Shares of Tesla (NASDAQ:TSLA) opened the week sharply higher, as investors reacted to a series of news items, including a report that Tesla might be preparing to launch a small, affordable electric vehicle for India.
Here are the stories that were moving the electric-vehicle giant's shares on Monday morning.
Tesla is already cutting the Model Y's price
Over the weekend, Electrek reported that Tesla has cut the U.S. price of its Model Y crossover SUV by $3,000, suggesting that demand for its latest model has been weaker than expected.
The starting price for the Model Y is now $49,990, down from the $52,990 that Tesla had been charging since deliveries of the electric crossover began in March.
The Model Y price cut follows the reductions that Tesla made to the U.S. starting prices of its three other models in May. At that time, roughly a month before the end of the second quarter, Tesla cut the prices of its flagship Model S and Model X by $5,000, and the price of its smaller Model 3 sedan by $2,000.
Some analysts saw those May price cuts as a sign of weaker demand. If so, they were the medicine that Tesla's sales needed: The company reported deliveries of 90,650 vehicles in the second quarter, a strong result.
Roth Capital thinks Tesla will soon launch a new small EV — in India
In a Monday-morning note, Roth Capital analyst Craig Irwin — a longtime Tesla skeptic — raised his rating on Tesla's shares to neutral, from sell, and boosted his price target to $750 from $350.
Irwin's note wasn't just a matter of an analyst throwing up his hands amid the stock's relentless rise. There's an intriguing case here: Irwin wrote that his checks show that Tesla's preparations to enter the Indian market are advancing and that India has similar upside potential to China for the EV maker.
While auto investors who know the Indian auto market might be skeptical — it's very price-sensitive, and at first glance Tesla doesn't have the right products to interest Indian buyers — Irwin wrote that his contacts have told him that Tesla plans to launch an electric mini-car in the relatively near future. Such a product, which Irwin thinks will be comparable in size to a Mini Cooper or Fiat 500, could open a new addressable market for Tesla in India that might be larger than the market for the Model 3 in Europe, he wrote.
Adam Jonas: Tesla's EV dominance may be near end
Another analyst who was once one of the loudest Tesla bulls on Wall Street is taking a more skeptical tone these days. In his note on Monday morning, Morgan Stanley analyst Adam Jonas continued his recent string of cautious comments on Tesla, writing that he thinks Tesla investors "underestimate the magnitude and momentum" of electric-vehicle competition that Tesla will soon face.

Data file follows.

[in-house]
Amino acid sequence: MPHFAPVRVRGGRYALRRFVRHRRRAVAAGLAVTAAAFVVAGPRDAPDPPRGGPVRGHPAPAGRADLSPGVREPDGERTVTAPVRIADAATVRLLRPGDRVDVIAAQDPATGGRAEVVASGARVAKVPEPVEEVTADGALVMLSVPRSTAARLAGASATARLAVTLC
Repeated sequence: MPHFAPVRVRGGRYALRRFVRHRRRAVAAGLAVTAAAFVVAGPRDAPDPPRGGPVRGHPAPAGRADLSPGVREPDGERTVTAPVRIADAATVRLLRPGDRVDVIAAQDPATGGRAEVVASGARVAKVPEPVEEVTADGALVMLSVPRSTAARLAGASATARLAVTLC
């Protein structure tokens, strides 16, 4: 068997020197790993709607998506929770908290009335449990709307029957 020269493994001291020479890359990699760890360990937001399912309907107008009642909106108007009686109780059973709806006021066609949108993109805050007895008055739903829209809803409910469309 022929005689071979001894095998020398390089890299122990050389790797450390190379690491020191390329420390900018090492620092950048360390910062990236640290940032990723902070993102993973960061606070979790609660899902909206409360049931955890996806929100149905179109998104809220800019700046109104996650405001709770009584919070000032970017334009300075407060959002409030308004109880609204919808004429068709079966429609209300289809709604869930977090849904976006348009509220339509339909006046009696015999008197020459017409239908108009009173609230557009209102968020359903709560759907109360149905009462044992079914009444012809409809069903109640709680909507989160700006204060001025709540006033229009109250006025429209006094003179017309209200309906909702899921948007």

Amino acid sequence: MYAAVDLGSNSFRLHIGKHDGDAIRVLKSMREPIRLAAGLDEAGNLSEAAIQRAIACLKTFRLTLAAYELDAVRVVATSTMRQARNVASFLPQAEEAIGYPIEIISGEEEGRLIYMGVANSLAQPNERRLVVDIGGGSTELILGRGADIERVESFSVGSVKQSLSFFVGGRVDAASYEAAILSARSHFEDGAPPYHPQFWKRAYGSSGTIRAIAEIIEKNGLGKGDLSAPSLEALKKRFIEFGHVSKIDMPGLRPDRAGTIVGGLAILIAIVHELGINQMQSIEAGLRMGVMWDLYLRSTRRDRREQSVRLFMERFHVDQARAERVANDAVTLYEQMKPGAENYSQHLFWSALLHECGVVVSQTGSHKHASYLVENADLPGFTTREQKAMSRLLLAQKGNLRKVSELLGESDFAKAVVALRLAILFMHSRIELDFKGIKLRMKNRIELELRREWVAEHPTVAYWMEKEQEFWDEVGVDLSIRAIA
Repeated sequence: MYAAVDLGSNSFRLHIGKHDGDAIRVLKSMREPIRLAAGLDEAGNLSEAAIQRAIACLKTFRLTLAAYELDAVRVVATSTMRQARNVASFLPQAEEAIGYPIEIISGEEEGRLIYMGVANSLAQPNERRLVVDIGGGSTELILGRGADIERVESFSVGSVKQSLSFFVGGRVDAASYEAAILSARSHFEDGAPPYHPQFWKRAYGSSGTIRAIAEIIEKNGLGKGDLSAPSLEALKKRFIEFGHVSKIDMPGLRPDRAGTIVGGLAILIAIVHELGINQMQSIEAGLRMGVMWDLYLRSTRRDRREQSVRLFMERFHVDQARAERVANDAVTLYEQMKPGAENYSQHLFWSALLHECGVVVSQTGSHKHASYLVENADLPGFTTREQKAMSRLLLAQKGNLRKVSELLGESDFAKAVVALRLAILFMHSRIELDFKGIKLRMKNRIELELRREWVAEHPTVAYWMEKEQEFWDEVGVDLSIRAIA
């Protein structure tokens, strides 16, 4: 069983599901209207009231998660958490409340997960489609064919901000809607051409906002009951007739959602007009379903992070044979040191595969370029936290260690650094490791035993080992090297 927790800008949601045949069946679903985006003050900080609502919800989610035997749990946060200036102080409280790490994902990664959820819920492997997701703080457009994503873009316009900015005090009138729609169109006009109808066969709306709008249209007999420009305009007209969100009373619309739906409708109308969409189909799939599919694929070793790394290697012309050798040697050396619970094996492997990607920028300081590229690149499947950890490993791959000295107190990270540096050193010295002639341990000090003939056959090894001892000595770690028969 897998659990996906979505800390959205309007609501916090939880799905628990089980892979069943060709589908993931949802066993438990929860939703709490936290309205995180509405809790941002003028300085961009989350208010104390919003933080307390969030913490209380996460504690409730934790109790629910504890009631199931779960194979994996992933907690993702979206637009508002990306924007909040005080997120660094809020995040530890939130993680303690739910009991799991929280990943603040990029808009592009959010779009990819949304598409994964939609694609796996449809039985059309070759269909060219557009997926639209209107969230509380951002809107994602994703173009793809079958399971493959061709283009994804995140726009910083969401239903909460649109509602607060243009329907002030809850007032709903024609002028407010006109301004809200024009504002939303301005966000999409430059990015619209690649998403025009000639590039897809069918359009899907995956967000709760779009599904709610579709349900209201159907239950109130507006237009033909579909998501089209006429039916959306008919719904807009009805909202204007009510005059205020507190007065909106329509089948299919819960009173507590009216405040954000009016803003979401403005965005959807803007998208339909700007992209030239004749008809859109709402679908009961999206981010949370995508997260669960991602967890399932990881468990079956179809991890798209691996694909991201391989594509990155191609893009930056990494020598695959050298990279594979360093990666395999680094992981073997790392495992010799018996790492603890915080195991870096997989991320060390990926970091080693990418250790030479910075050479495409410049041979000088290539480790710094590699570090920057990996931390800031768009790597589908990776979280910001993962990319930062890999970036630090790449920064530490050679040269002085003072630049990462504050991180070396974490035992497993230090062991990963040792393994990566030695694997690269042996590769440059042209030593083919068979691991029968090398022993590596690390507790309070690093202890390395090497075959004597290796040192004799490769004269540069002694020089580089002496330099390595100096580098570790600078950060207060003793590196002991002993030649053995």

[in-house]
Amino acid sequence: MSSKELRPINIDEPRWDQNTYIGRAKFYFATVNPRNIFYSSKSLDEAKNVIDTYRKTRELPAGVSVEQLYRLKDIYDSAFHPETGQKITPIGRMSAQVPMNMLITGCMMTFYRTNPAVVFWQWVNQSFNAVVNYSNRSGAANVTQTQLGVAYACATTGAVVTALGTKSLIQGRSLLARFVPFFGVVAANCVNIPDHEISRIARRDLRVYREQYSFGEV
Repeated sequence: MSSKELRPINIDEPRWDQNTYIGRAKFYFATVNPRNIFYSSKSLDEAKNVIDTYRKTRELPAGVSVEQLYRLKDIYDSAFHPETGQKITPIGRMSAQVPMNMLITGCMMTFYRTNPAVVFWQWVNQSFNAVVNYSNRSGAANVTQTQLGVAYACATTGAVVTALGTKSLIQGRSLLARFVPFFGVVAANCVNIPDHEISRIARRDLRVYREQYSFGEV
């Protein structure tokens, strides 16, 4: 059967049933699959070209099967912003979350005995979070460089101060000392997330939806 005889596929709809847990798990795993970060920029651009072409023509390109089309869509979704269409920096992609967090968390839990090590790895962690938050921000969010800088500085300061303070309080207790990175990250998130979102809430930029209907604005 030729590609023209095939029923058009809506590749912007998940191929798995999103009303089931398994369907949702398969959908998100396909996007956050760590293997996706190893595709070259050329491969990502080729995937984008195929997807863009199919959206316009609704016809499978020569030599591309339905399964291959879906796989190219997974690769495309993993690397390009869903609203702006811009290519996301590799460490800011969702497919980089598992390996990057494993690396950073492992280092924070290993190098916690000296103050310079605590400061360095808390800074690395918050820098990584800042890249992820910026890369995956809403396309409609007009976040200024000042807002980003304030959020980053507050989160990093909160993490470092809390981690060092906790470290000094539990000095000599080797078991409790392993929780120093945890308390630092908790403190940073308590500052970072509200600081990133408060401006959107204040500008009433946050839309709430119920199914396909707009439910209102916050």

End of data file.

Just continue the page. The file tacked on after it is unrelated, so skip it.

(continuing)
Tesla investors tend to discount (or completely ignore) the massively well-funded electric-vehicle efforts under way at companies like Volkswagen (OTC:VLKA.Y) and General Motors (NYSE:GM). But it's harder for them to discount electric-vehicle start-up Rivian, which completed a $2.5 billion equity raise last week.
As Jonas pointed out in Monday's note, Rivian, whose earlier investors include Amazon (NASDAQ:AMZN) and Ford Motor Company (NYSE:F), has now raised $6 billion, and Amazon, with Rivian, appears to be taking significant steps to push the adoption of zero-emission tech in its ecosystem. (Rivian has agreed to build a fleet of electric delivery vans for the online retail giant.)
Simply put, Jonas wrote, "the days of Tesla's virtually unchallenged dominance [in electric vehicles] may be numbered. He maintained his previous underweight rating and $740 price target for Tesla's shares.
Wedbush: Battery Day could push Tesla's stock higher
In another Monday note, Wedbush analyst Daniel Ives argued that Tesla's upcoming Battery Day, now set for September 22, could be a "major positive catalyst" for the stock, as the company is likely to showcase new technologies that investors will find compelling.
In the near term, Ives thinks that Tesla's second-quarter earnings report could also provide a boost. He wrote that Tesla's second-quarter deliveries total of xx may have been enough to drive a profitable result, which would be a "major feat" amid the strains of the COVID-19 pandemic.
Given that second-quarter result, Ives thinks Tesla could be in position to beat the consensus full-year forecast of roughly 400,000 deliveries by about 50,000 units.
Despite his optimism, Ives maintained his neutral rating on Tesla and his previous price target of $1,250.